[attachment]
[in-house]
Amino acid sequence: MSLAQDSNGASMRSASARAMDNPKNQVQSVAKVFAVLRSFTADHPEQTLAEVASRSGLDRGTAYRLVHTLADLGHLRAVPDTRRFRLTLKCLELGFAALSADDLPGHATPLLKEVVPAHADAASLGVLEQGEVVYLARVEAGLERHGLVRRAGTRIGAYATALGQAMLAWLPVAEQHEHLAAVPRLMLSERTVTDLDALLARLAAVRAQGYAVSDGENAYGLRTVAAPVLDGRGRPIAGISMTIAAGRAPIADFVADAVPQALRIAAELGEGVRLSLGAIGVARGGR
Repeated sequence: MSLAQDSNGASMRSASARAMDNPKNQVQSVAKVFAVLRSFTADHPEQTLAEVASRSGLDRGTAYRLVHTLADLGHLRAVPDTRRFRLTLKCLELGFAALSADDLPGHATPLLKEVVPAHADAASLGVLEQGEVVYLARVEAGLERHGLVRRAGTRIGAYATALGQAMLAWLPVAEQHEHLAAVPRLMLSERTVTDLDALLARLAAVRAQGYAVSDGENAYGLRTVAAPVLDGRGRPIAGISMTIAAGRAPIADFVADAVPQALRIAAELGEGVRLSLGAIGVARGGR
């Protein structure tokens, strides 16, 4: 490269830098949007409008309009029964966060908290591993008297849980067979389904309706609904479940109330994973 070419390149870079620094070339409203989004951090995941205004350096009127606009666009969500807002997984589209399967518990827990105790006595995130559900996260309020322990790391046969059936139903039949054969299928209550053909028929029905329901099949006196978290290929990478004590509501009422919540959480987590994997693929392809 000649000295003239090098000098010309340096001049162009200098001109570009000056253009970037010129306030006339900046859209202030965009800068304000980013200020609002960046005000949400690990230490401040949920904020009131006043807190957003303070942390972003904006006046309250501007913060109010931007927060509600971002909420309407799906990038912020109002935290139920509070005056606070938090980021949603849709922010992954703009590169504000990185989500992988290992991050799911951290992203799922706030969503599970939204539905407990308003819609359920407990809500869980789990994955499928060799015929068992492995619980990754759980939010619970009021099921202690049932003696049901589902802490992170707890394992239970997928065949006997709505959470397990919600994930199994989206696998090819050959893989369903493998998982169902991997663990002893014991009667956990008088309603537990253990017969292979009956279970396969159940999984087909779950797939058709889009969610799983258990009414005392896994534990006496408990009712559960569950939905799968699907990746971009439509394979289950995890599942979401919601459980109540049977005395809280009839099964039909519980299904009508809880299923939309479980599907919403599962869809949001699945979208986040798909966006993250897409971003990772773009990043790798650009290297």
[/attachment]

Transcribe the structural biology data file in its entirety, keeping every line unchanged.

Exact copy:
[in-house]
Amino acid sequence: MSLAQDSNGASMRSASARAMDNPKNQVQSVAKVFAVLRSFTADHPEQTLAEVASRSGLDRGTAYRLVHTLADLGHLRAVPDTRRFRLTLKCLELGFAALSADDLPGHATPLLKEVVPAHADAASLGVLEQGEVVYLARVEAGLERHGLVRRAGTRIGAYATALGQAMLAWLPVAEQHEHLAAVPRLMLSERTVTDLDALLARLAAVRAQGYAVSDGENAYGLRTVAAPVLDGRGRPIAGISMTIAAGRAPIADFVADAVPQALRIAAELGEGVRLSLGAIGVARGGR
Repeated sequence: MSLAQDSNGASMRSASARAMDNPKNQVQSVAKVFAVLRSFTADHPEQTLAEVASRSGLDRGTAYRLVHTLADLGHLRAVPDTRRFRLTLKCLELGFAALSADDLPGHATPLLKEVVPAHADAASLGVLEQGEVVYLARVEAGLERHGLVRRAGTRIGAYATALGQAMLAWLPVAEQHEHLAAVPRLMLSERTVTDLDALLARLAAVRAQGYAVSDGENAYGLRTVAAPVLDGRGRPIAGISMTIAAGRAPIADFVADAVPQALRIAAELGEGVRLSLGAIGVARGGR
């Protein structure tokens, strides 16, 4: 490269830098949007409008309009029964966060908290591993008297849980067979389904309706609904479940109330994973 070419390149870079620094070339409203989004951090995941205004350096009127606009666009969500807002997984589209399967518990827990105790006595995130559900996260309020322990790391046969059936139903039949054969299928209550053909028929029905329901099949006196978290290929990478004590509501009422919540959480987590994997693929392809 000649000295003239090098000098010309340096001049162009200098001109570009000056253009970037010129306030006339900046859209202030965009800068304000980013200020609002960046005000949400690990230490401040949920904020009131006043807190957003303070942390972003904006006046309250501007913060109010931007927060509600971002909420309407799906990038912020109002935290139920509070005056606070938090980021949603849709922010992954703009590169504000990185989500992988290992991050799911951290992203799922706030969503599970939204539905407990308003819609359920407990809500869980789990994955499928060799015929068992492995619980990754759980939010619970009021099921202690049932003696049901589902802490992170707890394992239970997928065949006997709505959470397990919600994930199994989206696998090819050959893989369903493998998982169902991997663990002893014991009667956990008088309603537990253990017969292979009956279970396969159940999984087909779950797939058709889009969610799983258990009414005392896994534990006496408990009712559960569950939905799968699907990746971009439509394979289950995890599942979401919601459980109540049977005395809280009839099964039909519980299904009508809880299923939309479980599907919403599962869809949001699945979208986040798909966006993250897409971003990772773009990043790798650009290297």